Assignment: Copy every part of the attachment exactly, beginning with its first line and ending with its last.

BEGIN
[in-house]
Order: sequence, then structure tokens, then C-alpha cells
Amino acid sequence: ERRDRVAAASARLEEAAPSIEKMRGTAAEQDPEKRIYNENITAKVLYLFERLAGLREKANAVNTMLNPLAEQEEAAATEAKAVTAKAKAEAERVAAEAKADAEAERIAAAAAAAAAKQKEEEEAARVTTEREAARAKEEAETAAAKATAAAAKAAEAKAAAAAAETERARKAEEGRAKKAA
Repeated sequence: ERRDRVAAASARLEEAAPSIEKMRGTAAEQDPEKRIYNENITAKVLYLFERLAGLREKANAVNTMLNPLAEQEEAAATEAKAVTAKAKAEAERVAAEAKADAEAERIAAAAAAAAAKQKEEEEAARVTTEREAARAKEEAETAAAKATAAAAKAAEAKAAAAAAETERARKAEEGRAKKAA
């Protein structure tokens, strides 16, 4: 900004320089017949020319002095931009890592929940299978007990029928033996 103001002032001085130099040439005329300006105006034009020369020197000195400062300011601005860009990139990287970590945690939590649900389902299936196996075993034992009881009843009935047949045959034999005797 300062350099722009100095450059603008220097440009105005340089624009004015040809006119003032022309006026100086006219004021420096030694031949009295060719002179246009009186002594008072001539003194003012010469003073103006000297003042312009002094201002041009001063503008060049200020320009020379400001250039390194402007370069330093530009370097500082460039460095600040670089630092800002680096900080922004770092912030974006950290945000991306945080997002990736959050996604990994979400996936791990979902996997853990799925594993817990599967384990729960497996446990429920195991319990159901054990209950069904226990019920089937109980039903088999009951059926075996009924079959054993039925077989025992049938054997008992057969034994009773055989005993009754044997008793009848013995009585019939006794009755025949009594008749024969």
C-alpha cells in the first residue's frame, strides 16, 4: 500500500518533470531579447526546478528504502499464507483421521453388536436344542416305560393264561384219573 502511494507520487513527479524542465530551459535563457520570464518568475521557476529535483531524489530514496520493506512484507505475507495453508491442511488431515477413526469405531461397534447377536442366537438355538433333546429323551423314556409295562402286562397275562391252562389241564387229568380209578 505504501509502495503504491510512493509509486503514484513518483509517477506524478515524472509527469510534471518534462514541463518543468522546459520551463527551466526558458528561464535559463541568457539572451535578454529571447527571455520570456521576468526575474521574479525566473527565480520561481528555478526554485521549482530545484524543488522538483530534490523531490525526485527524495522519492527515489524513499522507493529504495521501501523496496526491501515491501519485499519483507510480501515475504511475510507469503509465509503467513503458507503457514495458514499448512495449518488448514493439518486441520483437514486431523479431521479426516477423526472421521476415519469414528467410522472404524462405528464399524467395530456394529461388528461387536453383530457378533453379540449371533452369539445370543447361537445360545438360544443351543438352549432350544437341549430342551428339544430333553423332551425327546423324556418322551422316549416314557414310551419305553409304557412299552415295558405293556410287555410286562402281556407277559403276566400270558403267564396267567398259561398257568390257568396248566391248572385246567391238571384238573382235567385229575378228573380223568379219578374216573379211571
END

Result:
[in-house]
Order: sequence, then structure tokens, then C-alpha cells
Amino acid sequence: ERRDRVAAASARLEEAAPSIEKMRGTAAEQDPEKRIYNENITAKVLYLFERLAGLREKANAVNTMLNPLAEQEEAAATEAKAVTAKAKAEAERVAAEAKADAEAERIAAAAAAAAAKQKEEEEAARVTTEREAARAKEEAETAAAKATAAAAKAAEAKAAAAAAETERARKAEEGRAKKAA
Repeated sequence: ERRDRVAAASARLEEAAPSIEKMRGTAAEQDPEKRIYNENITAKVLYLFERLAGLREKANAVNTMLNPLAEQEEAAATEAKAVTAKAKAEAERVAAEAKADAEAERIAAAAAAAAAKQKEEEEAARVTTEREAARAKEEAETAAAKATAAAAKAAEAKAAAAAAETERARKAEEGRAKKAA
């Protein structure tokens, strides 16, 4: 900004320089017949020319002095931009890592929940299978007990029928033996 103001002032001085130099040439005329300006105006034009020369020197000195400062300011601005860009990139990287970590945690939590649900389902299936196996075993034992009881009843009935047949045959034999005797 300062350099722009100095450059603008220097440009105005340089624009004015040809006119003032022309006026100086006219004021420096030694031949009295060719002179246009009186002594008072001539003194003012010469003073103006000297003042312009002094201002041009001063503008060049200020320009020379400001250039390194402007370069330093530009370097500082460039460095600040670089630092800002680096900080922004770092912030974006950290945000991306945080997002990736959050996604990994979400996936791990979902996997853990799925594993817990599967384990729960497996446990429920195991319990159901054990209950069904226990019920089937109980039903088999009951059926075996009924079959054993039925077989025992049938054997008992057969034994009773055989005993009754044997008793009848013995009585019939006794009755025949009594008749024969």
C-alpha cells in the first residue's frame, strides 16, 4: 500500500518533470531579447526546478528504502499464507483421521453388536436344542416305560393264561384219573 502511494507520487513527479524542465530551459535563457520570464518568475521557476529535483531524489530514496520493506512484507505475507495453508491442511488431515477413526469405531461397534447377536442366537438355538433333546429323551423314556409295562402286562397275562391252562389241564387229568380209578 505504501509502495503504491510512493509509486503514484513518483509517477506524478515524472509527469510534471518534462514541463518543468522546459520551463527551466526558458528561464535559463541568457539572451535578454529571447527571455520570456521576468526575474521574479525566473527565480520561481528555478526554485521549482530545484524543488522538483530534490523531490525526485527524495522519492527515489524513499522507493529504495521501501523496496526491501515491501519485499519483507510480501515475504511475510507469503509465509503467513503458507503457514495458514499448512495449518488448514493439518486441520483437514486431523479431521479426516477423526472421521476415519469414528467410522472404524462405528464399524467395530456394529461388528461387536453383530457378533453379540449371533452369539445370543447361537445360545438360544443351543438352549432350544437341549430342551428339544430333553423332551425327546423324556418322551422316549416314557414310551419305553409304557412299552415295558405293556410287555410286562402281556407277559403276566400270558403267564396267567398259561398257568390257568396248566391248572385246567391238571384238573382235567385229575378228573380223568379219578374216573379211571